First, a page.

A sign in a railway carriage recently caught my eye, it was one of those notices that advise you what to do if the train should suddenly career off the tracks at ninety miles an hour, to end up in a mangled heap of twisted metal and burnt flesh. One of the directives said:
“await instructions from On Train staff”
And that puzzled me.
Not the instruction itself, that was pretty straightforward. What caused me to raise a questioning eyebrow was the odd capitalisation of the words ‘On Train’.
I’ve always been of the opinion – perhaps, you might argue, the grammatically correct opinion – that capital letters are reserved for the start of new sentences, proper nouns, titles, and expressing the first person singular. Occasionally, where the situation merits, they can be used to stress importance or to provide emphasis – a device I regularly employ on the pages of this blog. However, I’m picky about those words I consider deserving of such distinction, which explains my bemusement at the emergency notice: What, in particular, makes the words ‘On Train’ quite so special? As far as I can tell, we’re not referring to a proper noun here, neither could those words possibly be construed as a title – maybe, just maybe, I could accept that particular usafe if the word staff was also capitalised; that could be a title, of sorts, but just those two pathetic words on their own… No chance!
It seems to me to be symptomatic of our ever-increasing reliance on digital technology and, more specifically, on the rapid over-utilisation of the diminishing pool of available unique identities, tied with the need for ever more obscure passwords.
Let me explain:
No longer can we get away with Geoff66 and the stupifyingly difficult to guess password: Geoffword99 – these days Geoff and any combination of digits have long ago been employed by multiple Geoffs all over the world. They are long gone, so we have to make creative use of random and unnecessary capitals, along with arcane combinations of non-alphabetic characters, and passwords requiring that we practically need to develop our own language in order to devise an acceptable combination that will protect our online pizza orders from prying eyes. (Semi interesting fact: An 8 letter dictionary word, with a single capital, one additional digit and one non-alphabetic character will take a standard PC 10 years hard work to decode. Add an additional punctuation character, and we’re up to 800 years; just one more and it’s going to take 485000 years – consequently, my pizza orders are safer than my bank account!)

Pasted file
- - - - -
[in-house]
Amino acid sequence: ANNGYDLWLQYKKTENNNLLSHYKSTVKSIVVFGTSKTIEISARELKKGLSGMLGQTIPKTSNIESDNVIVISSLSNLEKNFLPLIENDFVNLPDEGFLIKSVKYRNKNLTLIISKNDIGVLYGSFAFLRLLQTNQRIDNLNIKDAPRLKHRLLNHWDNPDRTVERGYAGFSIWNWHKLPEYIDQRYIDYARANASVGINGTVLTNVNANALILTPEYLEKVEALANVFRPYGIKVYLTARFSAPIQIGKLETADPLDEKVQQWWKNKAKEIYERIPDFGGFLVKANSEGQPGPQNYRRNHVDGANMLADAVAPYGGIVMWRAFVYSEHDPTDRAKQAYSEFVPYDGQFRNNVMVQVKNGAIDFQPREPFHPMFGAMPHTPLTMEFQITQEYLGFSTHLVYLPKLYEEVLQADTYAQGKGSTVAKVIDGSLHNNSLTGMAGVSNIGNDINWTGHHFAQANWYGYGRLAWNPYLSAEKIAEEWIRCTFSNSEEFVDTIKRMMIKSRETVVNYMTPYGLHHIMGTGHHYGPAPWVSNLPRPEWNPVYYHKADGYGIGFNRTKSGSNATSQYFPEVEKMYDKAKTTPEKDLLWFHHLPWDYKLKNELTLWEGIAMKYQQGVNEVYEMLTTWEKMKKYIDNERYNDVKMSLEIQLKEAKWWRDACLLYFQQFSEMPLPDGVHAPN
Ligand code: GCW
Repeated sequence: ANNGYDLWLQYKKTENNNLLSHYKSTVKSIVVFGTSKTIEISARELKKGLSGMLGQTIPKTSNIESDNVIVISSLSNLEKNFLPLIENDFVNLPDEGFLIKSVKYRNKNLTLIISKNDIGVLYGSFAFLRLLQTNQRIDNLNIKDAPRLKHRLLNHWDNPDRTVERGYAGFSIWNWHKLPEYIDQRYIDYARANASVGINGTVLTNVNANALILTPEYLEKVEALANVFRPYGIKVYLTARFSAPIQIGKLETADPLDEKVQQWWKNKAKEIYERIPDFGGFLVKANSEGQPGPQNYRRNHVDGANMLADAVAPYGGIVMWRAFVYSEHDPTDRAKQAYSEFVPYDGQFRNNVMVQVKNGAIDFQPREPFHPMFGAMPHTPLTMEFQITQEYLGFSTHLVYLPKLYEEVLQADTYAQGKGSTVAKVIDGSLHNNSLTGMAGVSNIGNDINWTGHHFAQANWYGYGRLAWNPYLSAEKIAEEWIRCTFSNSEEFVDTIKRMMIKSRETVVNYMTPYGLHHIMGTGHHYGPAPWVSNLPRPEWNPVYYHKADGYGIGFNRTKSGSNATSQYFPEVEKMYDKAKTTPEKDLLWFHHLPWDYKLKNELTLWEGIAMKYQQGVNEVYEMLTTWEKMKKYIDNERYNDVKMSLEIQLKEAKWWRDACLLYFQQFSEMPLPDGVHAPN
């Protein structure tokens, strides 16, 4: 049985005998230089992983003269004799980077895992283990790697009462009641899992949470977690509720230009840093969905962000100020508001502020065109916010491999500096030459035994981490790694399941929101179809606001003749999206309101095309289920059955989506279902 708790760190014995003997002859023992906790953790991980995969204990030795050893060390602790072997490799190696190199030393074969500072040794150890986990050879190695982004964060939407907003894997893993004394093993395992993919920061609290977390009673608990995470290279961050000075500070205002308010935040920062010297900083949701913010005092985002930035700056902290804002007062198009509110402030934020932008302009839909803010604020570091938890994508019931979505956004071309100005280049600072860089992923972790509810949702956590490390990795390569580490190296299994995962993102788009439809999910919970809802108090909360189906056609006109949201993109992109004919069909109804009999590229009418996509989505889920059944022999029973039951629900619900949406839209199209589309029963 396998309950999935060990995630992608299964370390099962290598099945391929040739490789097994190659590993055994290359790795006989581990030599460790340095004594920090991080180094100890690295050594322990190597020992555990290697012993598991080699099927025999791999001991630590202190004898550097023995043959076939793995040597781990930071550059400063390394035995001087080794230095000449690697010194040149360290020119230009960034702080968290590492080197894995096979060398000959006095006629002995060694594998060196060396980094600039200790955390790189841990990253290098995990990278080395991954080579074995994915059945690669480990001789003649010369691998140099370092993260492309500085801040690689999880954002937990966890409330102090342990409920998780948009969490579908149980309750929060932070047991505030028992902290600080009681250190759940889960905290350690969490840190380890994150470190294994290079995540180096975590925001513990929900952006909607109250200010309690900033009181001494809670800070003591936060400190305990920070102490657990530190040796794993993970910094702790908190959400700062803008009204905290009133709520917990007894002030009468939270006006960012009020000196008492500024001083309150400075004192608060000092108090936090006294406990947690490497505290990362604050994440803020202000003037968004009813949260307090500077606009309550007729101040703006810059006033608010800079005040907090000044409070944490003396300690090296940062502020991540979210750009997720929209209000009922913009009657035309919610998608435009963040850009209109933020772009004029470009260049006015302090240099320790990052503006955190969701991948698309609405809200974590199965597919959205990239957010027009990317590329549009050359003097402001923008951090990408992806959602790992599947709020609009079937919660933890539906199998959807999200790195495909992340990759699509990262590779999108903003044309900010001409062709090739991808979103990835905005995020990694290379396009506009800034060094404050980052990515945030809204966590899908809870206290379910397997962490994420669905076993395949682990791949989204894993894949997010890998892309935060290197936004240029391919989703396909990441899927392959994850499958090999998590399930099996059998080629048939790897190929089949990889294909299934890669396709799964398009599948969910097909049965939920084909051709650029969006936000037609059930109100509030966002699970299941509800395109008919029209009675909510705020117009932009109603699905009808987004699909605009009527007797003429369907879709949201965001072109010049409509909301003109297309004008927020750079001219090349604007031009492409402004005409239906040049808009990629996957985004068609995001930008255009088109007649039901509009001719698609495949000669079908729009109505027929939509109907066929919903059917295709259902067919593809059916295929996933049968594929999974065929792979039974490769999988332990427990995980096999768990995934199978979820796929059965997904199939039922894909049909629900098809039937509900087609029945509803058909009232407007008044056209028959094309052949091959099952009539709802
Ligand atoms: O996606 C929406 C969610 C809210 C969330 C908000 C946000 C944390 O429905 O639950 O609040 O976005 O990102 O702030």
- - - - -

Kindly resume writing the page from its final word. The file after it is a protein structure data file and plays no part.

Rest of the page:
I think we’re becoming so used to randomising our vocabulary that we’ve started giving up bothering with such complications as rules of grammar and just do what looks good to us, whether it makes sense or not. Welcome to the post-digital world!
And I’m afraid we can find the confusion creeping into SL too, which for someone like me, who relies very much upon the placement of capital letters when calculating how to address a newcomer is a complete nightmare. It may be fun and quirky to have an ungrammatical name, but it’s less than helpful. If you turn up sporting the name geoFree Resident, how am I to know how to address you without causing offence? Is it Geoff? Geo? Geoffrey? Or some other mangled approximation of a name? And, for good measure, as the virtual gene pool of available monickers grows ever smaller, resorting to numbers to supplement any name is now pretty much standard practice – unless you’re fortunate enough to be Polish, in which case you could probably throw together any random combination of little used letters and come up with something usable 😉
I just want to be friendly, but it’s tricky when I can’t even figure out what you want to be called.
It is, however the shape of things to come, so I suppose I should just suck it up and accept it – Aberrant Capitals and all – in the unfortunate knowledge that things can only get worse, and there’s nothing I can do about it.
Four letter word just to get me along
It’s a difficulty and I’m biting on my tongue
And I I keep stalling, keeping me together
The Ting Tings – That’s Not My Name